In a speech set to be delivered to her party members at the annual Democratic Unionist Party (DUP) conference today, its leader Arlene Foster will tell the conference that she believes in an open border for goods and people on the island of Ireland. This announcement, along with Theresa May’s recent statement that all sides must “jump together” in the Brexit negotiations, is beginning to give rise to a theory that the British team will put forward a motion that Northern Ireland remain in the customs union.
Foster’s DUP’s is currently propping up Theresa May’s government and that situation has allowed the DUP to gain a considerable influence at Westminster. However, needs must, and with the recent leaked report by the European Union negotiation team revealing that unity over the direction the UK government wants to take is far from an agreed thing, it seems that the British are being forced to pull up their socks and get on with the resolution of the three major points – EU citizens’ rights, the Brexit bill and the Irish border issue.
And it is the Irish border issue that seems to be the most complicated, with both parties unsure as to what exactly the best solution is. But common sense seems to be moving to the fore, as the realisation that any kind of border, be it physical or electronic, will not only be restrictive, but also hugely expensive. That, alongside the massive implications for trade and commerce, is now having an impact on the minds of the British negotiation team.
But if it is the case that Foster is going to call for an open border, then surely the last political hurdle may have been jumped. The DUP campaigned for Brexit, and although they claim to be supportive of the motion, the behind the scenes theory is that they never truly were in favour of the concept, and, frankly, never expected it to be successful in the referendum last year.
Ms. Foster is expected to state that she wants a sensible Brexit and that the trading relationship with the UK is still the most important factor in the future of the region.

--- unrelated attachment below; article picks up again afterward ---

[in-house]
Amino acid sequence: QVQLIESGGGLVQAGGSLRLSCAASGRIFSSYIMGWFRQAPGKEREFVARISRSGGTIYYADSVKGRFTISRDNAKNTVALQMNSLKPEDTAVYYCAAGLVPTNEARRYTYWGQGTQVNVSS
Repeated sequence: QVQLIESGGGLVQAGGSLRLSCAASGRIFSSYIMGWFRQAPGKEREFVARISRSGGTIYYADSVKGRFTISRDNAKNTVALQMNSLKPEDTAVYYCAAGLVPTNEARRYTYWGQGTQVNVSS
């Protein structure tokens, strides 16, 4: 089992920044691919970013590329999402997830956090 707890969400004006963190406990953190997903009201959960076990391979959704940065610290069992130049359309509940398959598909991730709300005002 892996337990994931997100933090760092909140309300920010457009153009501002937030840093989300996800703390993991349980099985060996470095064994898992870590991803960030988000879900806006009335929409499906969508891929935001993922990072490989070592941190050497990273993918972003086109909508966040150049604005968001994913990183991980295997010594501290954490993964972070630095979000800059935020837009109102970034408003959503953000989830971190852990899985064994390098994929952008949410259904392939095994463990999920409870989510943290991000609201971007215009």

Moving to phase two
While her statement about the UK trading relationship sounds like business as usual, it’s the call for a sensible Brexit that will be the most interesting to hear. The big question is: what is her idea of a sensible Brexit? But with hints from Brussels already yesterday that a deal is about to be done, this could be the most important speech Foster will make. She may be on the verge of committing Northern Ireland to the customs union and thus, in one strike, solving the riddle of Brexit and ensuring that the Irish government will not use its veto to prevent the UK from moving to what they consider is a far more important phase two of trade negotiations.
There is no doubt that the majority of the people in Northern Ireland support the idea of staying in the customs union even if they do support Brexit. It seems that there is no other alternative for the island of Ireland and it is now time for sensible heads to prevail.
We shall see just what happens over the next few weeks and there is no doubt, given the history of the negotiations so far, that leaks will appear, so we should be well informed as to what the final outcome will be, but it is hoped that the result will be a border-free island of Ireland. Will the prospect of a general election in Ireland scupper the strong position that the Irish government has at the moment? Probably not, and that’s mainly due to the notion that all the big decisions have already been agreed, and it is just a case of rubber stamping them at this stage.
Either way, what Ms. Forster will say at the conference today will not only be interesting, it will also be hugely significant.
It is touch and go. If Fianna Fáil bring down Leo Varadkar’s government, then the time spent campaigning and set up possible deals between now and an election that would be well beyond the three weeks until the next round of Brexit negotions. It looks like Micheál Martin will bring FF back in line if Frances Fitzgerald resigns as deputy taoiseach. So, Varadkar can still ‘torpedo’ the UK and with them insisting trade is the main topic, despite Ireland and the status of EU/UK citizens not clear, the EU insisting on Irish clarity, it may be that Foster has something like a resolution to the dilemma on the table. If NI has a ‘Hong Kong’ status, then it is not only keeping part of the UK just in the EU, but also holding the door ajar for reunification if the relationship with the Republic proves to be the better. Foster must be reflecting on the lost majority last election and demographic changes that will very soon, probably in months, see more catholics than protestants in NI with the inevitable electoral outcome in a few years.
Further to that, by fudging any agreement, May and her government may lose their amicable relationship with Ireland. Ireland may be the country most impacted by Brexit but there is a lot of history that will sustain them against those losses by seeking ‘friends’ elsewhere. Not only that, but should the special relationship come to be, then it would be only a matter of time before Scotland cries ‘Foul!’ and demands similar, having suggested and had rejected something along similar lines. So Westminster will tread carefully over this line, if indeed they dare, with the prospect of driving the eventual break up of the UK even closer than it already was.